Some research has found that chocolate has the capability to stimulate the production of the body's endogenous opioids, or endorphins. Endorphins work on opioid receptors in the body, the same receptors on which morphine, heroin and other analgesics work, to cause relief from pain, create feelings of well being and even euphoria. Although scientists claim that one must eat many pounds of chocolate to create any noticeable effect, some chocolate addicts may disagree.
Some evidence for an effect of chocolate on endorphins comes from a study done on 41 women, half normal eaters and half diagnosed with bulemia nervosa, a disorder marked by binge eating. (Binge eating is used here to be an example of extreme craving for a food; usually in bulemics the food craved is chocolate or other items with high fat and suger content.) After injection of the drug naloxone to the experimental group, binge eaters ate considerably fewer calories and often favored low fat foods over chocolate. It also decreased the "hedonic effect" of the preferred foods in both the normal eating and binge eating groups. Naloxone is an opiate antagonist, which binds to and blocks opiate receptors in the body. It is used in many studies to determine the effects of opiates, and to detect the presence of endorphins, as in this study. The results of this study suggest that during binge eating, or eating of foods which one craves very strongly, endorphins are released and naloxones' blocking of endorphin binding is manifested in the lack of further craving. Also, the pleasure from foods such as chocolate is decreased, leading to preferences shifting from foods with a high sugar and fat content to low fat foods. (6).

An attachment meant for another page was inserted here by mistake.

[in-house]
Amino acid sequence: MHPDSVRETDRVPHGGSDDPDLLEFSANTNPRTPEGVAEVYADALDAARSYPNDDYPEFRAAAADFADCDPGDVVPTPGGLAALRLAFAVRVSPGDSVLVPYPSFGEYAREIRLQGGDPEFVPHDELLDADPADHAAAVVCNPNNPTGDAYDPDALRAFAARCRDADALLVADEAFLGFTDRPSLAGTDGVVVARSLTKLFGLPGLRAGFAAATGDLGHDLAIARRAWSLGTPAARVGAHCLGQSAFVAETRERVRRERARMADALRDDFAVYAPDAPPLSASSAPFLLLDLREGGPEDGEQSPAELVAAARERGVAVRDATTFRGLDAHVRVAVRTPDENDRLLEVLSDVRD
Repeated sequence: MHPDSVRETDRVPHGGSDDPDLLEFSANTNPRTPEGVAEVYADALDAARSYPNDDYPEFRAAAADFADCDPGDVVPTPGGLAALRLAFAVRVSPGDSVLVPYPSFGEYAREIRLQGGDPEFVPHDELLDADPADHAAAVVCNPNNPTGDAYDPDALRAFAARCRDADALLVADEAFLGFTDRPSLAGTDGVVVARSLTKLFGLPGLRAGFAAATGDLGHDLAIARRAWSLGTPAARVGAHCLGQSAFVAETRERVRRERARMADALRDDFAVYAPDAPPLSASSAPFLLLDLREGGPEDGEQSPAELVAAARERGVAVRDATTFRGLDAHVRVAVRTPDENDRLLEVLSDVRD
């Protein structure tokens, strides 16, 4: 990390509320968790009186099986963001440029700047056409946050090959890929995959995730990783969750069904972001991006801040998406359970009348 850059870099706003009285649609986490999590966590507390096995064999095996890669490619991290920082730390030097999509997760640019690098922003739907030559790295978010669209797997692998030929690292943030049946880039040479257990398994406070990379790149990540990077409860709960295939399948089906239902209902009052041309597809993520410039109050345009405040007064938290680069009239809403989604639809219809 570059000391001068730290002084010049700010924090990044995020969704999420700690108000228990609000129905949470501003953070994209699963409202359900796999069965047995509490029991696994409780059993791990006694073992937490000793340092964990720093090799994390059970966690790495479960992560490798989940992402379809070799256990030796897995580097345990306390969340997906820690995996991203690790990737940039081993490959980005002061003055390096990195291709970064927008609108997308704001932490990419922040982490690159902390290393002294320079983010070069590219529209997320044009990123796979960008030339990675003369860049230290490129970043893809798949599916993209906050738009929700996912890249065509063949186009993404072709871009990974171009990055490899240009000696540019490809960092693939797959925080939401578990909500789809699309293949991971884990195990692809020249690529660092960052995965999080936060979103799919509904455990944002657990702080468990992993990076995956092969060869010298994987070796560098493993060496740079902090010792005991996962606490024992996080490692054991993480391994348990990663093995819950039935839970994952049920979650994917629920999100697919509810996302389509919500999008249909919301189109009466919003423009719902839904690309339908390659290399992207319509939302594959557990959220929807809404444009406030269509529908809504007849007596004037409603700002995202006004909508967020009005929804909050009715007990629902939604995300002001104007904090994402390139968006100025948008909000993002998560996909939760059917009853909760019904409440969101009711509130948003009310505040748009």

Research similar to the previously described study but performed with rats provided the basis for the idea that sweet and fatty foods induce the production of endorphins. Rats, who naturally will eat sweet foods over their normal feed, will choose the normal food over sweet after an injection of naloxone (6).